Tunisia’s coach Jalel Kadri calls it his “personal ambition” to lead his team to the round of 16 at the World Cup for the first time.
He won the Kirin Cup in Junebut hinted he could retire if Tunisia don’t progress through the group stage in Qatar.
“That is my personal ambition. If we don’t get through, then I haven’t accomplished my mission, even though the task is so difficult,” Kadri said. “We want to realize our dream and move into the round of 16 for the sixth time.”
Good luck getting out of Group D.
Tunisia meets defending champions France – with a fearsome attack from Kylian Mbappe and Ballon d’Or winner Karim Benzema – and European Championship semi-finalists Denmark and Australia.
“We are very realistic. Despite this, I will bring a message of optimism and ambition to the players, even knowing that the mission is difficult,” said Kadri. “The most important thing is to know how to deal with the difficult moments in a game.”
Given the French attack and the great teamwork that weds together a Danish team that pushed hosts England hard in the Euro 2020 semi-finals, there could be plenty of them.
In five World Cup appearances, the Tunisians never made it past the group stage. There have only been two victories – first in 1978 against Mexico and then four years ago in Russia against Panama.
Whabi Khazri, who scored another goal against Panama in the 2018 tournament, will again be the top attacking threat. He has scored 24 international goals.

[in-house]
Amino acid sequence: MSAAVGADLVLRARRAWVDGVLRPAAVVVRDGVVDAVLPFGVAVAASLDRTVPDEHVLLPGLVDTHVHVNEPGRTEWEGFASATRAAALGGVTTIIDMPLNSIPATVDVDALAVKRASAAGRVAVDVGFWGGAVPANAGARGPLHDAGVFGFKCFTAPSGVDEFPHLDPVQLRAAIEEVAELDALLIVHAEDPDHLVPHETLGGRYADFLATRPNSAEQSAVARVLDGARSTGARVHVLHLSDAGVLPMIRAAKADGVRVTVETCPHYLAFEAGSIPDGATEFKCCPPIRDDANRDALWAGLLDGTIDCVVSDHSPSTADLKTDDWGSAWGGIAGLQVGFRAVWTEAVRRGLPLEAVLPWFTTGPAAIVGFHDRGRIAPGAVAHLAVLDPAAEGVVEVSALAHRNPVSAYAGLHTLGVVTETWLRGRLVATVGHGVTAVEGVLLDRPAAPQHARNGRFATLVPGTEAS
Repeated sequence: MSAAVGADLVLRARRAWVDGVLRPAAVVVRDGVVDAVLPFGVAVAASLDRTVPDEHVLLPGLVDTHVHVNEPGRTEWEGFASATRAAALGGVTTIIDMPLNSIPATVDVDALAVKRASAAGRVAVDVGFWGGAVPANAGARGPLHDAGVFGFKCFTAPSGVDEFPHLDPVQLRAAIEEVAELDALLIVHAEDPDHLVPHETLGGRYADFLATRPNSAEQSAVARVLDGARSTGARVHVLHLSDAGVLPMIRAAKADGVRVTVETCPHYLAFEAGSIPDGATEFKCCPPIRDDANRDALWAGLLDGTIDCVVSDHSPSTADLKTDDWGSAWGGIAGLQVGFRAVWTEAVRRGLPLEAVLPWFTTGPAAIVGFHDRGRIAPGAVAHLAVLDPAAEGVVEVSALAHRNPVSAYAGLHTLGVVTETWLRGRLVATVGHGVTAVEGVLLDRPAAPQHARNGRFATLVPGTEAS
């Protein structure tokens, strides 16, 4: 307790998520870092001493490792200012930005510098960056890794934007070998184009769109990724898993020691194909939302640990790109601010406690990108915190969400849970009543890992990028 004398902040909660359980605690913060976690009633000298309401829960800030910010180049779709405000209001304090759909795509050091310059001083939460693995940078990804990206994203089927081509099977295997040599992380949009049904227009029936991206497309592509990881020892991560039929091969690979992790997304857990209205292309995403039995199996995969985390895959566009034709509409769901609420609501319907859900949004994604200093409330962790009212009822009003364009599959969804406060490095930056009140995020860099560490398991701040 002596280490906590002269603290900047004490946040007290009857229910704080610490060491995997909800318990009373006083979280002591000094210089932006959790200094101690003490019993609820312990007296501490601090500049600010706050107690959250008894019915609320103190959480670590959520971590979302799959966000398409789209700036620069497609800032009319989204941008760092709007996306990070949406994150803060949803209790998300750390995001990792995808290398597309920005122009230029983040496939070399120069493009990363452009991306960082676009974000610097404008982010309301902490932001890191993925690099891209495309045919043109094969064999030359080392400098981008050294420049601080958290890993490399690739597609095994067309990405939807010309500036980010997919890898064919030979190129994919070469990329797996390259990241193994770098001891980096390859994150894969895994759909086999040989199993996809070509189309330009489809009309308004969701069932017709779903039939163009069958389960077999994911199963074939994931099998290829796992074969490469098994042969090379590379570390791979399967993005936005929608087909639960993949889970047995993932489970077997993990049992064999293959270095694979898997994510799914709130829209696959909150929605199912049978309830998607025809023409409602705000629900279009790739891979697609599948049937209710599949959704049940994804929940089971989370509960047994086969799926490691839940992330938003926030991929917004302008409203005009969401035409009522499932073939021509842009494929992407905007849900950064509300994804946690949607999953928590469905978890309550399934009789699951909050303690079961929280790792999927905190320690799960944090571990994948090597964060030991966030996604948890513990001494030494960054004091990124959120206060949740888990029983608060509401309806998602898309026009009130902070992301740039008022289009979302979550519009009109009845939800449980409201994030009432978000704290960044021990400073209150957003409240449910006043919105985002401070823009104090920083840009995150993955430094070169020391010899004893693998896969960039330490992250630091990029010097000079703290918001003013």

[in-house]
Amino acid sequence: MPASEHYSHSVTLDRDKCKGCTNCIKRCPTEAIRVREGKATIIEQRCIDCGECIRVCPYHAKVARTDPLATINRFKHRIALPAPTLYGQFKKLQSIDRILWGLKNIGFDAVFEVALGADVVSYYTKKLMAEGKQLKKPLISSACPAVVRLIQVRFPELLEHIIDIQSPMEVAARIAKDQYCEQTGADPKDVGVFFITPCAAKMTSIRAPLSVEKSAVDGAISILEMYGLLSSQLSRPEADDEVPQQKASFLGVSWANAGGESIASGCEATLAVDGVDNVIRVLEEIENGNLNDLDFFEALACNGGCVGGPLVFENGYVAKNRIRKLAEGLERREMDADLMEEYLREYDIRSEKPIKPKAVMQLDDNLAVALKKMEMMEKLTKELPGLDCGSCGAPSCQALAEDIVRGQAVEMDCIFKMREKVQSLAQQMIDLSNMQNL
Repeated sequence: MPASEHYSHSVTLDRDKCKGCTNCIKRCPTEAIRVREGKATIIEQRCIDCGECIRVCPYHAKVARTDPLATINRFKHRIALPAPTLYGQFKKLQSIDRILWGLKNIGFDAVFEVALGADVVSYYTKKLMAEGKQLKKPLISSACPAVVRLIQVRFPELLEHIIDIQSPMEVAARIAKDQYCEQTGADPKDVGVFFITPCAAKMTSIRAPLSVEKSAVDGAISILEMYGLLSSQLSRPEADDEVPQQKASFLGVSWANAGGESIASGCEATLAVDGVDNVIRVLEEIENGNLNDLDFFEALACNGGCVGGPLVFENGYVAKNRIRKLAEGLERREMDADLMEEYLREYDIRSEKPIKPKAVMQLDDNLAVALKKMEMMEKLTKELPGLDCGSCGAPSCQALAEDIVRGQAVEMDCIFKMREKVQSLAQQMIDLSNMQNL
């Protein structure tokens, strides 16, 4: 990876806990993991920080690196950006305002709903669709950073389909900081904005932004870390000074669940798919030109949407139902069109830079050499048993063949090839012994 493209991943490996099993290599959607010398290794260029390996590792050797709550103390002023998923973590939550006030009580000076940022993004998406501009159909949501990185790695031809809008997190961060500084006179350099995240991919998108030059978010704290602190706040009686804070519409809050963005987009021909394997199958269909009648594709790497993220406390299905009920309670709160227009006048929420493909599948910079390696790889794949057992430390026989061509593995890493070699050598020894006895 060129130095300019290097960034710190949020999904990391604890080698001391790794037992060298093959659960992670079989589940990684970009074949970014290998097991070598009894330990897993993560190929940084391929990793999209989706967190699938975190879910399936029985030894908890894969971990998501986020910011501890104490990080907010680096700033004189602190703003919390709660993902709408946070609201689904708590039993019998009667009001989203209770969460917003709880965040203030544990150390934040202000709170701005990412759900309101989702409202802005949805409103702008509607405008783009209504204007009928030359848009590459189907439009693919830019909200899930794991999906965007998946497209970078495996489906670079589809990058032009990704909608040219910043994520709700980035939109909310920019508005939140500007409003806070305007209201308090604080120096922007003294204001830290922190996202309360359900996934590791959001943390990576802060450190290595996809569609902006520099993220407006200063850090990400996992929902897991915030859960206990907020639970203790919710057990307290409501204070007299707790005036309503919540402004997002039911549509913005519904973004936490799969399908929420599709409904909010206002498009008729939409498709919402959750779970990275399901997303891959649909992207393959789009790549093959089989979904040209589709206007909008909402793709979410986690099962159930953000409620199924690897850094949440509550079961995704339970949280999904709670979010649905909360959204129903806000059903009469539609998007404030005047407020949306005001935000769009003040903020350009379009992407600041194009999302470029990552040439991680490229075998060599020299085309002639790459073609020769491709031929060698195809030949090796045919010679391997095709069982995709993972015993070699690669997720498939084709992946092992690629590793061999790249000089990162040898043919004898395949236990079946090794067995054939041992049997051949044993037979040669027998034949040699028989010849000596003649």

Seifeddine Jaziri has a decent international tally of 10 goals in 28 games and acts affectively as a center forward while attacking midfielder Saif-Eddine Khaoui begins to keep his promise at the age of 27.
Khaoui was highly regarded when he joined the Marseille side six years ago but his form faltered after being loaned to lesser-known clubs. The versatile midfielder has found consistency again at French club Clermont, with two goals and two assists this season.
The Carthage Eagles open against Croatia on November 22 before taking on Australia four days later and France on November 30.
Tunisia, at least, prepared the hard way, beating five-time world champions Brazil in a friendly in Paris last month.
Hopes rose as the Carthage Eagles tied 1-1 but ended up losing 5-1.
“(We must) decide on a clear strategy and correct our mistakes, whether individually or collectively,” said Kadri, who was promoted from assistant coach in January after Tunisia sacked Mondher Kebaier. “Especially on a tactical level, in terms of our positional play and our game phases, especially in defence.”
Just like Neymar and Richarlison Torn Tunisia’s defense does not bode well considering the side will have to contend with Mbappe’s pace, Benzema’s cunning and Antoine Griezmann’s skill. Then there’s the physicality, the aerial threat and Olivier Giroud’s connection play.
“You can’t give them any room against a team of this level, whether it’s Brazil or France,” said Kadri. “You have to stay focused. You have to stay alert and reduce the available space as much as possible.”
Associated Press writer Bouazza ben Bouazza in Tunis, Tunisia, contributed to this report.
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